The term reference memory was originally introduced by Werner K. Honig (1978). He defined reference memory as long-term memory for associations between two or more stimuli or between responses and the stimuli that follow them. Reference memories were often formed by repeated trials using the same stimuli and ending in reinforcement. Thus, memory for a path through a maze or for a conditioned habit, behaviors long studied by comparative psychologists, were forms of reference memory. Reference memory was distinguished from working memory, memory for events that occurred once on a single trial and had to be remembered only for the duration of the trial.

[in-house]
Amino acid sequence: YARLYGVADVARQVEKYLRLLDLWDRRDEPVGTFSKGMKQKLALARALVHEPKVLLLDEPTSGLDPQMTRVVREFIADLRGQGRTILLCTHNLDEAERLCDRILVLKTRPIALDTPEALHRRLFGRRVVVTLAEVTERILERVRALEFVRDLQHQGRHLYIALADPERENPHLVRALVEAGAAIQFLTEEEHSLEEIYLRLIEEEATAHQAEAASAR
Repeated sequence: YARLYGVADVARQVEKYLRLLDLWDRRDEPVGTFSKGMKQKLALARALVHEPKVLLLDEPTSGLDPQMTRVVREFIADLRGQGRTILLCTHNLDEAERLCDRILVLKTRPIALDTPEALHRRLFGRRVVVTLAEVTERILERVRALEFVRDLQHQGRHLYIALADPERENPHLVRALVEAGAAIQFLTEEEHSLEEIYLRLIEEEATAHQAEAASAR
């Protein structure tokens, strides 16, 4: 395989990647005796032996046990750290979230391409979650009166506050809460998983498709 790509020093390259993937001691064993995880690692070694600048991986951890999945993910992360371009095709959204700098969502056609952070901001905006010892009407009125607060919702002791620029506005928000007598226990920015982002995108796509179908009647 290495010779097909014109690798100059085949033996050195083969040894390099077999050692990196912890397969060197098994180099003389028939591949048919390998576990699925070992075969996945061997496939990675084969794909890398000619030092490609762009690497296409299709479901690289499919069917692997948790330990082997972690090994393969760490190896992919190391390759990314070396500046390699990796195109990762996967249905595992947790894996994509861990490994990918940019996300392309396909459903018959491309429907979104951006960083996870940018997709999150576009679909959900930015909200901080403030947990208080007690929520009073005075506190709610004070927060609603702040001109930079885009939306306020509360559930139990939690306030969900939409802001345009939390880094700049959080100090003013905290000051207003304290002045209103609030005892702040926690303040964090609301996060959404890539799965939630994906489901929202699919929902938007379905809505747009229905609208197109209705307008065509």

In a highly cited article, Olton and Papas (1979) showed that both reference and working memory could be studied on the radial maze. Using a 17-arm maze, eight of the arms contained food on every trial, but the remaining nine arms were always empty. The rat’s task was to enter all the baited arms and avoid entering the empty arms....
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